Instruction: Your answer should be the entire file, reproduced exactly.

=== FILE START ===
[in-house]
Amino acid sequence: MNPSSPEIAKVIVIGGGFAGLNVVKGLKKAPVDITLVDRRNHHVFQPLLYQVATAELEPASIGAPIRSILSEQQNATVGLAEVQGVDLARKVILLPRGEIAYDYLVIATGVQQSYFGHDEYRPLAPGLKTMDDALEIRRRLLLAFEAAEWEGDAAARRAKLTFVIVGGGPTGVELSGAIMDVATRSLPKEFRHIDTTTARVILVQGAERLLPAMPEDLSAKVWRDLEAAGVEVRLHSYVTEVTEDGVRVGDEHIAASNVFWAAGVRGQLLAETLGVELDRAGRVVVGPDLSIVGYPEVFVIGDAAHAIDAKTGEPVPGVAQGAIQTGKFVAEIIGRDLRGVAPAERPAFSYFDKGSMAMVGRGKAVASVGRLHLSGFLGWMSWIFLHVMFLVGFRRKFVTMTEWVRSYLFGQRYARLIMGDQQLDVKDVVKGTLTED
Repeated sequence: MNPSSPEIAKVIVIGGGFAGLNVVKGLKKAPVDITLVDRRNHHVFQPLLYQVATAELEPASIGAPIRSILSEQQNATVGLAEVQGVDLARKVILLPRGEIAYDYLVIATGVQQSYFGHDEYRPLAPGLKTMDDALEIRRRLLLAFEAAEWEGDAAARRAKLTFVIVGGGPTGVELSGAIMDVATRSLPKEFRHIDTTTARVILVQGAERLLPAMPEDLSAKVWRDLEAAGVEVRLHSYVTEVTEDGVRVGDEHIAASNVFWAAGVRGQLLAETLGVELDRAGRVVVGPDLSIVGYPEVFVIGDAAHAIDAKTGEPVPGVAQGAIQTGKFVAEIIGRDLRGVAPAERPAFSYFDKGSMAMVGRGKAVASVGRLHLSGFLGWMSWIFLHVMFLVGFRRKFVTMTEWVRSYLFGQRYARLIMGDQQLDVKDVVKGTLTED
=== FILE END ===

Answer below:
[in-house]
Amino acid sequence: MNPSSPEIAKVIVIGGGFAGLNVVKGLKKAPVDITLVDRRNHHVFQPLLYQVATAELEPASIGAPIRSILSEQQNATVGLAEVQGVDLARKVILLPRGEIAYDYLVIATGVQQSYFGHDEYRPLAPGLKTMDDALEIRRRLLLAFEAAEWEGDAAARRAKLTFVIVGGGPTGVELSGAIMDVATRSLPKEFRHIDTTTARVILVQGAERLLPAMPEDLSAKVWRDLEAAGVEVRLHSYVTEVTEDGVRVGDEHIAASNVFWAAGVRGQLLAETLGVELDRAGRVVVGPDLSIVGYPEVFVIGDAAHAIDAKTGEPVPGVAQGAIQTGKFVAEIIGRDLRGVAPAERPAFSYFDKGSMAMVGRGKAVASVGRLHLSGFLGWMSWIFLHVMFLVGFRRKFVTMTEWVRSYLFGQRYARLIMGDQQLDVKDVVKGTLTED
Repeated sequence: MNPSSPEIAKVIVIGGGFAGLNVVKGLKKAPVDITLVDRRNHHVFQPLLYQVATAELEPASIGAPIRSILSEQQNATVGLAEVQGVDLARKVILLPRGEIAYDYLVIATGVQQSYFGHDEYRPLAPGLKTMDDALEIRRRLLLAFEAAEWEGDAAARRAKLTFVIVGGGPTGVELSGAIMDVATRSLPKEFRHIDTTTARVILVQGAERLLPAMPEDLSAKVWRDLEAAGVEVRLHSYVTEVTEDGVRVGDEHIAASNVFWAAGVRGQLLAETLGVELDRAGRVVVGPDLSIVGYPEVFVIGDAAHAIDAKTGEPVPGVAQGAIQTGKFVAEIIGRDLRGVAPAERPAFSYFDKGSMAMVGRGKAVASVGRLHLSGFLGWMSWIFLHVMFLVGFRRKFVTMTEWVRSYLFGQRYARLIMGDQQLDVKDVVKGTLTED